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Postby theoutsider1983 » Fri Apr 23, 2010 6:57 pm

While I'm looking forward to the next three Pixar film's, I'm a little dissapointed at the same time. The last three Pixar films are my favorites from them, with Wall E being my favorite of the three and my favorite movie of all time. So I'm a little dissapointed in the fact that the next three films are all sequels. I want something fresh and new. I was looking forward to Newt more than anything else they had coming up. But after reading the Ed Catmull interview posted recently, I'm assuming this is one of the reasons why they went this route.

"If I look at the range, you’ve got one [constraint] that is art school, I’m doing this for arts sake, Ratatouille and WALL-E clearly fall more on that side, the other is the purely commercial side, where you’ve got a lot of films that are made purely for following a trend, if you go entirely for the art side then eventually you fail economically. if you go purely commercially then I think you fail from a soul point of view… we’ve got these elements pulling on both sides, the art side and the commercial side… and the the trick is not to let one side win."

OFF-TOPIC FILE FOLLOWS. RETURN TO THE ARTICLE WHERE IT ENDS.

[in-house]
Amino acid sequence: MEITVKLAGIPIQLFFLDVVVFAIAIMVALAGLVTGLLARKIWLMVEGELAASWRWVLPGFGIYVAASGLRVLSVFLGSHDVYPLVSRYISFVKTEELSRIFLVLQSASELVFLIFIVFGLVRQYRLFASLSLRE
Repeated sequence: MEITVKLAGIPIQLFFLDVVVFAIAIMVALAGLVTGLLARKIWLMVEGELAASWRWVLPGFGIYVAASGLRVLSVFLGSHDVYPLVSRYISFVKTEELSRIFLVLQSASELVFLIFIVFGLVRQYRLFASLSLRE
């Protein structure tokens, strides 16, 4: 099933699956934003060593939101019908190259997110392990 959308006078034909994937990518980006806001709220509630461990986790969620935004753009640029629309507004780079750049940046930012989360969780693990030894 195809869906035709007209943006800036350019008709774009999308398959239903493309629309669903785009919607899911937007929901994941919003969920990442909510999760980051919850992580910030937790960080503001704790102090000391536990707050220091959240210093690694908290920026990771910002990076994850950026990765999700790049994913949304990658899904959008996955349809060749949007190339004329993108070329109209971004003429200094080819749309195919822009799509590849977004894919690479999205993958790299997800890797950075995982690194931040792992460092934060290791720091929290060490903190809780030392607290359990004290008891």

I sometimes have to remind myself that Pixar has investors and other people to answer to and people to employ. Yea, they do some pretty out there things and take risk, but they are also a company that has to make money. Oh well, I'm sure the sequels are in good hands. And I will be in the theatre opening day to see their next four films.
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Postby SgtYayap » Fri Apr 23, 2010 7:22 pm

Pixar Builder wrote:I'm really sorry to ask this SgtYayap but [Citation Needed]. Which Monsters Inc comic, exactly, did they have Sid travel into the Monster world? And when did the artists claim anywhere that the comics were intended to be canon? I can't find any information about that.


I'll PM you about this.
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Postby totoro » Fri Apr 23, 2010 8:00 pm

pixarfan9099 wrote:This is incredible! I wonder who's going to direct Monsters Inc. 2. Maybe Bob Peterson?